“He had an agonising death, which, on the information available to me and subsequently checked, was avoidable, inexcusable and unforgivable,” she told the royal commission.
“Brian, a very tactile, caring, loving individual, who was a big huggy kind of person, and he couldn’t bear to be touched. So I couldn’t hold him in my arms. I couldn’t – I couldn’t comfort him. I just had to watch him… in agony,” she told the commission.
Older people plan to suicide rather than go into aged care
On Tuesday, Judith King told the commission of her husband’s harrowing experience at Glenara Lakes. Her husband was Professor Neville King, a highly respected psychologist who helped to introduce cognitive behaviour therapy in dozens of countries all over the world.
In 2018, Dr King was named an Officer of the Order of Australia for services to humanity, in recognition of his distinguished service to medicine and medical education, particularly in the field of cognitive and behavioural therapy.
Ms King said he was diagnosed with Huntington’s Disease in 2011, and moved into Glenara Lakes in July 2018.
She said Dr King wasn’t given his medications accurately, which seriously jeopardised his health. Many of his possessions were stolen, including a $6,000 hearing aid, his spectacles, and clothes.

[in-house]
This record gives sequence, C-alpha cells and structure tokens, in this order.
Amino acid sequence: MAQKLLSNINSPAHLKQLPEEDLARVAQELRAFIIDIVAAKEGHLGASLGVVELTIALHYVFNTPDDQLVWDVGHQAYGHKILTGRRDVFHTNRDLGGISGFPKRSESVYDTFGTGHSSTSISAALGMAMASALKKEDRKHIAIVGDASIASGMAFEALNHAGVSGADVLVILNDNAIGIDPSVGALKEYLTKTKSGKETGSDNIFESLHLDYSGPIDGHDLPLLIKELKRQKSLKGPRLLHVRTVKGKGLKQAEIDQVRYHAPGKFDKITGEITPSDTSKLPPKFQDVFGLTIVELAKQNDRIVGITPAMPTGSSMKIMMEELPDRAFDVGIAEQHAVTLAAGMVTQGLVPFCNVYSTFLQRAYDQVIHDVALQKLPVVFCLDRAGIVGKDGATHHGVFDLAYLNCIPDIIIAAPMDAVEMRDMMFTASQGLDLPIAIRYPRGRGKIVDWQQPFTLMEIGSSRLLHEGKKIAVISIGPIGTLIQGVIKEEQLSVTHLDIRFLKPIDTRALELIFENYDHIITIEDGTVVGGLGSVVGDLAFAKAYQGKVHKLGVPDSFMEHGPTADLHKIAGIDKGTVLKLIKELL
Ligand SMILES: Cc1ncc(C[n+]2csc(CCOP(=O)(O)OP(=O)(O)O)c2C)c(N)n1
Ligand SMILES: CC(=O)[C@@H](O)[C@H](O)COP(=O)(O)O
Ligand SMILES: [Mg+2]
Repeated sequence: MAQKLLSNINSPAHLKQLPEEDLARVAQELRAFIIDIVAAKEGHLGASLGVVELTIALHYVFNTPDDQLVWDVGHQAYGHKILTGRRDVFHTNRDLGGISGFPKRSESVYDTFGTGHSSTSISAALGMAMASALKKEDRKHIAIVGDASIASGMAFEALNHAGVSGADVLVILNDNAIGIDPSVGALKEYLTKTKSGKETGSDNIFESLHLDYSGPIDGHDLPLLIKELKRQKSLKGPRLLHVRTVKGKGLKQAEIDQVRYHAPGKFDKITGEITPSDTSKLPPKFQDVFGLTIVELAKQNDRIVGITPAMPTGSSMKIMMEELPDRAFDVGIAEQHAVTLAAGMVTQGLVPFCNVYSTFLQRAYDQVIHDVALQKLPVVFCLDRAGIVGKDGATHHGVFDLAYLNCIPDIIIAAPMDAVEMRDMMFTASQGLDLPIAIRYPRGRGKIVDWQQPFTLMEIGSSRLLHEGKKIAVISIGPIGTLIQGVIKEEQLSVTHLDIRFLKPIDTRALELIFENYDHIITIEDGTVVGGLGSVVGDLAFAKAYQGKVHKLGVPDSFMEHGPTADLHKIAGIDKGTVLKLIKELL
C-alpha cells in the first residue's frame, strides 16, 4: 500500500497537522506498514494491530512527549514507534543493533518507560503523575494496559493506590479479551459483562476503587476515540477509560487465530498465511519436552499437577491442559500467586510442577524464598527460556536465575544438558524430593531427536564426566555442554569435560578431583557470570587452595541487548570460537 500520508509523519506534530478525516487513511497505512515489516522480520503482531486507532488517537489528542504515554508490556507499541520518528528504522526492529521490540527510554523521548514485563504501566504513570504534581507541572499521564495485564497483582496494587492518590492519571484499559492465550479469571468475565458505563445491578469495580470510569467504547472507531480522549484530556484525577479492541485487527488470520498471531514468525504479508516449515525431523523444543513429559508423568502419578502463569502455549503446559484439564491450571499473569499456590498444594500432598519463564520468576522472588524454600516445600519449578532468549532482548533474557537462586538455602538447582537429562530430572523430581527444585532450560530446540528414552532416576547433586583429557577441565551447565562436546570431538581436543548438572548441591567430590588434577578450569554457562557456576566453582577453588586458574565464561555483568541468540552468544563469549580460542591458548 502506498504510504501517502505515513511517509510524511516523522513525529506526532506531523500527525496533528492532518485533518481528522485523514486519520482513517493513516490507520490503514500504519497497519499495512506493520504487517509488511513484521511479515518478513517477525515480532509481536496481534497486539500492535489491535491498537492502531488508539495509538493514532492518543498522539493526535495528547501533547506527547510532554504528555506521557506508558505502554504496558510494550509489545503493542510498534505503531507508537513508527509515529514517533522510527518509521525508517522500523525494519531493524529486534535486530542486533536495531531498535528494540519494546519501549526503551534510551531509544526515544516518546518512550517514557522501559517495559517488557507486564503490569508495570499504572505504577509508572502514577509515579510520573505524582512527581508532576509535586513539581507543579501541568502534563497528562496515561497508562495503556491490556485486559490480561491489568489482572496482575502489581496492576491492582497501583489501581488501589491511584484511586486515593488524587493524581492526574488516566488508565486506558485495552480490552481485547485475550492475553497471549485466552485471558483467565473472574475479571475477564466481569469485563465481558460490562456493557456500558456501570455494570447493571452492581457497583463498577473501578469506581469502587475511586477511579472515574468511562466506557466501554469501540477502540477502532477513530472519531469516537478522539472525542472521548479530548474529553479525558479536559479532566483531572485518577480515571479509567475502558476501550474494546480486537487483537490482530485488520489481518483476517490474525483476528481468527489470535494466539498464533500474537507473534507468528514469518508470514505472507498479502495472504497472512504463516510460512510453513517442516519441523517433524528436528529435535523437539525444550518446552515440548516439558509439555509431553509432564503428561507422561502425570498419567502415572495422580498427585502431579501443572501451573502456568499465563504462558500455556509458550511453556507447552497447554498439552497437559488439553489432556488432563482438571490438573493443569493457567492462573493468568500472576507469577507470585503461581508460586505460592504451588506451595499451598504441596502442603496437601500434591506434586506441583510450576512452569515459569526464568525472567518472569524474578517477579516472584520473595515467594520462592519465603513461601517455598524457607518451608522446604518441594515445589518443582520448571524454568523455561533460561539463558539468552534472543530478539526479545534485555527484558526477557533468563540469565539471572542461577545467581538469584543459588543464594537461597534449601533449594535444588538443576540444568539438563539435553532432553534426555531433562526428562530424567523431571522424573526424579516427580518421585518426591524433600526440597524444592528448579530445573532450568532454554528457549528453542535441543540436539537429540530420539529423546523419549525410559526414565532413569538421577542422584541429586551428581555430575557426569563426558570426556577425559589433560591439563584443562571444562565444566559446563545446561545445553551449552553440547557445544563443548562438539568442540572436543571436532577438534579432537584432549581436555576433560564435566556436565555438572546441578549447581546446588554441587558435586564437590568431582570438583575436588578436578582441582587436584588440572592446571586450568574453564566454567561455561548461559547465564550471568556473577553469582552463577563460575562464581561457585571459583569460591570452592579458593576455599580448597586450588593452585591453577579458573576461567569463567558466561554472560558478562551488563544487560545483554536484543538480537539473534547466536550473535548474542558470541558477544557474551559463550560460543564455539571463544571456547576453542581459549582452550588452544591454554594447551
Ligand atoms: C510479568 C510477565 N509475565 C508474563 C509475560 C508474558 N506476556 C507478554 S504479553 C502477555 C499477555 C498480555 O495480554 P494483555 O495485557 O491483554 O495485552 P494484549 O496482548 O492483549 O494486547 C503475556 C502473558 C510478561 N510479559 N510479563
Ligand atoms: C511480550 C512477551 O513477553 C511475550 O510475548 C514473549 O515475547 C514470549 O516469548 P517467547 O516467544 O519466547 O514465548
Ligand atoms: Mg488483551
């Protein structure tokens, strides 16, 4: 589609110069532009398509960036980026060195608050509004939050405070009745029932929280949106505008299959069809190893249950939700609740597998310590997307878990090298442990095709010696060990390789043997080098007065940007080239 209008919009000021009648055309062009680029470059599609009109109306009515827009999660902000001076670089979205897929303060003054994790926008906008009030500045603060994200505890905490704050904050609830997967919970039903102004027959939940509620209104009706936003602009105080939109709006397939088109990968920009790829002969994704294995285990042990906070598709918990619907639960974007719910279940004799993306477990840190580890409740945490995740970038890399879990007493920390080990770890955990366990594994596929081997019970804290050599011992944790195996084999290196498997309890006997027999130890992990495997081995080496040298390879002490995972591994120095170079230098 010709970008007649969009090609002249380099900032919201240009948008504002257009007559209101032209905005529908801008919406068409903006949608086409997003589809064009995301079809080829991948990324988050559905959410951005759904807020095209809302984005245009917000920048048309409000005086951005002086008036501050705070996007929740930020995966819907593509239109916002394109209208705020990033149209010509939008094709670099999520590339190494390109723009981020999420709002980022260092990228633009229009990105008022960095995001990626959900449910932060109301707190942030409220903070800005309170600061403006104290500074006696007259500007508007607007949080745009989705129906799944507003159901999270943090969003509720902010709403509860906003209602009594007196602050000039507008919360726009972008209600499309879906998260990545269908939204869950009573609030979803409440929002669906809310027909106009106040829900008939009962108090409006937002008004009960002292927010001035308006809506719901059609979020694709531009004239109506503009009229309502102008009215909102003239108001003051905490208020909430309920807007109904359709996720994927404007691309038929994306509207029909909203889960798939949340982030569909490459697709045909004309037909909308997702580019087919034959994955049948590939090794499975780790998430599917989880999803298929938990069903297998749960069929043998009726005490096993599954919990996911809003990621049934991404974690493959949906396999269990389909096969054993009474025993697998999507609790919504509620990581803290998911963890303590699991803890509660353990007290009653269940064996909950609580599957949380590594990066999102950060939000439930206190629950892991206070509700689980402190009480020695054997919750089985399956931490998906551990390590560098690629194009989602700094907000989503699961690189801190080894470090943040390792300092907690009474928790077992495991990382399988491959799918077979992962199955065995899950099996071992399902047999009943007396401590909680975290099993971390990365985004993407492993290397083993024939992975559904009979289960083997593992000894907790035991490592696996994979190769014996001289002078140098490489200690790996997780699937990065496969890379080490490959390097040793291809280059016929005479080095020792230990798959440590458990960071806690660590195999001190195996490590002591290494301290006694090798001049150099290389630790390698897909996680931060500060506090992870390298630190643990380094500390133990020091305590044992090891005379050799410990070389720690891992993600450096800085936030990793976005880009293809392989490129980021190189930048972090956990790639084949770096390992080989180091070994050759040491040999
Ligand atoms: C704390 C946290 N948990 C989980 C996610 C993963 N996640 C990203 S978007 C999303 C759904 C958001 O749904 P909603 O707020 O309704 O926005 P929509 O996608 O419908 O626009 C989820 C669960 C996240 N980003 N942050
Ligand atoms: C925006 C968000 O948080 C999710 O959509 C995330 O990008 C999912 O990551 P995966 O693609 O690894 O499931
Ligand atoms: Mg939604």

He was told not to worry about toileting because he was wearing pull-ups. “It was alarming. And it was said in such a casual way, that that was just normal practice,” Ms King said.
Professor King became delirious because of “acute dehydration”. “That’s negligence at the nursing home,” Ms King told the commission. He was on all fours, yelling, agitated, and “in a lot of discomfort”.
Ms King made complaints to management, even writing to the CEO, Richard Sadek, but nothing changed. Staff accused her of lying, and it was suggested she move her husband to a different facility. Area managers were “dragons” who were brought in to “intimidate” her, she said.
In her written statement, Ms King wrote that people would rather die at their own hand than go into residential aged care. “I see that at Glenara Lakes there are good people trying hard to work in an antiquated system that is broken. There is a lack of effective management from the CEO down at SCCT.”
“At present frail aged people are existing in an underfunded, poorly run system and it is terrifying that is possibly my future. Many of my older friends have a plan to suicide rathar than ending up in a nurisng home, which speaks voluems about the massive challenges ahead.”
In November 2018, Yaraandoo failed 18 of 44 expected quality outcomes, due mainly to inadequate staffing levels.